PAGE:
Adam CJ Klein will focus on mode, meter and mood in music during September 12's humanities project performance at Coffeyville Community College. Klein will take the stage at 10:30 a.m. in the Spencer/Rounds Performing Arts Theatre. Admission is free and the public is invited.
Klein has played music of many kinds since infancy - his earliest recording is a 1960s reel tape of him singing the theme song for the movie "Born Free," accompanying himself on piano while his dad, music critic and later Rockefeller Foundation Director for Arts Howard Klein, played cello. In his early teens, he sang in the Metropolitan Opera Children's Chorus.
His late teens turned to building Appalachian instruments and playing the music he first heard at the Carter Family Memorial Music Center in Hiltons, Virginia, founded by Janette Carter (daughter of Original Carter Family members A.P. and Sara, niece of Mother Maybelle, and cousin to June Carter Cash), known as Old-Time music, and a little bluegrass. He then returned to college and earned a master's degree in vocal performance from the Indiana University School of Music.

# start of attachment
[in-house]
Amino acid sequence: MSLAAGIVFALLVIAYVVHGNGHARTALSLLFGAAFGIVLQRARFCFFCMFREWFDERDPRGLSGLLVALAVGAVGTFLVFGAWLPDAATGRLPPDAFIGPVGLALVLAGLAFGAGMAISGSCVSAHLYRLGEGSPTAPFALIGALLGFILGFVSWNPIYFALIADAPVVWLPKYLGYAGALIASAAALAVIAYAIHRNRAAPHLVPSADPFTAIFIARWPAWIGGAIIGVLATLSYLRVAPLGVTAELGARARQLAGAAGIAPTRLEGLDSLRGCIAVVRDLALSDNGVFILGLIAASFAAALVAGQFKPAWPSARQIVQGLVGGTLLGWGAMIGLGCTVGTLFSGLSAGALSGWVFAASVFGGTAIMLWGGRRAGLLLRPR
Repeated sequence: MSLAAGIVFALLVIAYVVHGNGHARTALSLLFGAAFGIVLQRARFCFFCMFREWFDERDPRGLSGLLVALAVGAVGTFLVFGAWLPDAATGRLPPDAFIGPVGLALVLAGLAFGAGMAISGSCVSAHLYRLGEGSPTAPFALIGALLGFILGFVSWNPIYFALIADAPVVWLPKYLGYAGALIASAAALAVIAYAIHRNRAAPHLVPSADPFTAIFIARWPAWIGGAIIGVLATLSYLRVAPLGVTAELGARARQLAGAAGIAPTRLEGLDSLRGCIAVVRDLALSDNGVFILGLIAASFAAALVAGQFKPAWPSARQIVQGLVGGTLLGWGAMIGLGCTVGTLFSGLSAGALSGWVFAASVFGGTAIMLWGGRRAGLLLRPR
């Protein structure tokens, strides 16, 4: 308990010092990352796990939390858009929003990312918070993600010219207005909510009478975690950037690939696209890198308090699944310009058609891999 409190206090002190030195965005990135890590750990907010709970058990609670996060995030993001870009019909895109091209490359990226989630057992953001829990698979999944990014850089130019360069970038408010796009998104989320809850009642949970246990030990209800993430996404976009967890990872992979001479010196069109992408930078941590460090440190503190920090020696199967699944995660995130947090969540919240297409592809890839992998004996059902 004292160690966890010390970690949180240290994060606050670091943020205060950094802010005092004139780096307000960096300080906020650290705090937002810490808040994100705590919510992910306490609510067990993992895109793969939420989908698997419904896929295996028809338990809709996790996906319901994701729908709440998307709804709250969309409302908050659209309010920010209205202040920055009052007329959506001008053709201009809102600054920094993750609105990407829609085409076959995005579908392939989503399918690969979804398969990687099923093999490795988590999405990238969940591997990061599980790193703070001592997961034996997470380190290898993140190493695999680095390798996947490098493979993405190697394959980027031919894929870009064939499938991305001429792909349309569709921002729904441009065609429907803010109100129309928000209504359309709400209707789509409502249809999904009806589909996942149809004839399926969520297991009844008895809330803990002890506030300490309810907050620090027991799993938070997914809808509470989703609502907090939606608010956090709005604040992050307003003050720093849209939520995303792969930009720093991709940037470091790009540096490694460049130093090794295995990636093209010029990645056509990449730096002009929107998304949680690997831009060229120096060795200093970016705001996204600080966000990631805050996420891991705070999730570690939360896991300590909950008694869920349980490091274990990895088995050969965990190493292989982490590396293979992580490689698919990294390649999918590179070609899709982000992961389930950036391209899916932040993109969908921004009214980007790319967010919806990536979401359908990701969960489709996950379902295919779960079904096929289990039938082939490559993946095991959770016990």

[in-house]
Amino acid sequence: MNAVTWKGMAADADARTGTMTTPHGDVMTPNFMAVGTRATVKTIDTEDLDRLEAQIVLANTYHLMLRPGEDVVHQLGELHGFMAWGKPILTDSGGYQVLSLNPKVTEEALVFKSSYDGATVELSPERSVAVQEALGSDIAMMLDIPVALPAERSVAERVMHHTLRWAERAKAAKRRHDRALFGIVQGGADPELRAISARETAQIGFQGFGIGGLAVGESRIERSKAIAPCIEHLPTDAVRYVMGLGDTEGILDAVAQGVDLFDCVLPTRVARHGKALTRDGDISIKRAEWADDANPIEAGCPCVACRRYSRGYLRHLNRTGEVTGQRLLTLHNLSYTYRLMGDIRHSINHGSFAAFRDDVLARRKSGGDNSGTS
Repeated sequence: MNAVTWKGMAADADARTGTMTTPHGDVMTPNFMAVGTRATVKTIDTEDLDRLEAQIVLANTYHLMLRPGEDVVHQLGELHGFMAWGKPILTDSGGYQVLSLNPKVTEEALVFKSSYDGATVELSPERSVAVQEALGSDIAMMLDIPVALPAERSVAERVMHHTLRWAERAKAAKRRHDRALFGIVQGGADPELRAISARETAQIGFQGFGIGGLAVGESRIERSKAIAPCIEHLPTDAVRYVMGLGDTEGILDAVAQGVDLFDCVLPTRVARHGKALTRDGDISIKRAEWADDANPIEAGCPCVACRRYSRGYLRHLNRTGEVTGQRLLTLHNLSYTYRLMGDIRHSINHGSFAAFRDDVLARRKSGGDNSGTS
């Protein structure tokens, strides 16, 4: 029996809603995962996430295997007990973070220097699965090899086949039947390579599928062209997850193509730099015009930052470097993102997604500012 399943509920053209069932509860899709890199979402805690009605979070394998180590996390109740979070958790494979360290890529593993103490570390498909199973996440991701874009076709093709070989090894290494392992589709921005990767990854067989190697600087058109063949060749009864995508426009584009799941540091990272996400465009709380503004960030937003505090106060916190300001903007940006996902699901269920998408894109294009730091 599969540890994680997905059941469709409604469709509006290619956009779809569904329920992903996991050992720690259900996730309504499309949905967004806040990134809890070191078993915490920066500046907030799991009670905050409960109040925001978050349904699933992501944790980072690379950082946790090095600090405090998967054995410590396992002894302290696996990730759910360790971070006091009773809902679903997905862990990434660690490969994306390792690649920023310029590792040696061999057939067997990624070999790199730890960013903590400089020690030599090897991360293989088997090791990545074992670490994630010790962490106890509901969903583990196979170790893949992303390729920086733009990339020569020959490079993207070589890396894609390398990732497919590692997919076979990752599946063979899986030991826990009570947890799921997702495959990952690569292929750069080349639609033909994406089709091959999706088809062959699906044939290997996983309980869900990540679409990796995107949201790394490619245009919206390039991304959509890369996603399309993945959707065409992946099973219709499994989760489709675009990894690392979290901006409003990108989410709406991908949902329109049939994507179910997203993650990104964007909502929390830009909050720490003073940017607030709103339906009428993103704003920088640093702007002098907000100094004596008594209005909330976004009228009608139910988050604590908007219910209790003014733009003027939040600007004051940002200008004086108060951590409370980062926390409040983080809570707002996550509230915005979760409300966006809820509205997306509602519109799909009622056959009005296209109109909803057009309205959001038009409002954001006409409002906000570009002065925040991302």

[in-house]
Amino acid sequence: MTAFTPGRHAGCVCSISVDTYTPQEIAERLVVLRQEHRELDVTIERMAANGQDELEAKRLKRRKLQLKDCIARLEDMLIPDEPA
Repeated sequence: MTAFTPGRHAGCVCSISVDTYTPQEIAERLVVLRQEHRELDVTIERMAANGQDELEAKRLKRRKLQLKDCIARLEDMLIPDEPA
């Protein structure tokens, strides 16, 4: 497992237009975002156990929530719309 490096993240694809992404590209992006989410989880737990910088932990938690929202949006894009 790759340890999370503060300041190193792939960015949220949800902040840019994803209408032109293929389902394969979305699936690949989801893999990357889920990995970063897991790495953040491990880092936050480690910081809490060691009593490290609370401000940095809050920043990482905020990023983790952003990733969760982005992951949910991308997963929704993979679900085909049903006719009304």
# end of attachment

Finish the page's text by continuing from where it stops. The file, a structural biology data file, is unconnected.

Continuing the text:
As time went by, Klein found ample employment opportunity in the opera world as a lead tenor, performing across the U.S. and Canada and also in Mexico, France, the Netherlands, Germany, Poland and Russia; but, he kept playing Appalachian and other traditional music when he could.
With a long time music acquaintance, he formed the folk duo Little Blue Heron, which in the early oughts performed at NEFFA and other folk music festivals, and is now once again exploring various music traditions. One time in Colorado, in an opera called SUSANNAH, whose plot takes place in a rural community in the Tennessee mountains, Klein played rhythm bones while singing a funny little Jaybird song in the full-on mountain accent.
This year in Philadelphia, in a concert presented by Talents of the World, after having sung a famous opera aria, he performed an arrangement he wrote of the ballad "John Henry" for voice, banjo and piano, after which an Armenian baritone sang a heartbreaking song of exile from his native land. The concert ended with all six singers from different countries singing a well known Neapolitan song together.
Such experiences have proved to Adam that music has the power to unite people from across the world, and that there is no real separation between its different genres. Music itself, however - melody, harmony, rhythm, tempo, etc., does vary greatly even within one style. It is this performer's great pleasure to have audiences explore with him these different qualities that give each song or tune its own character which helps to convey so much more than words alone can do, using instruments which themselves have intriguing relationships and histories. And his opera training allows him to do so without need for electric amplification in almost any space, resulting in what he calls true acoustic music: from his mouth and instruments straight to your ears.
For more information about the humanities project, please call 620-251-7700, ext. 2166.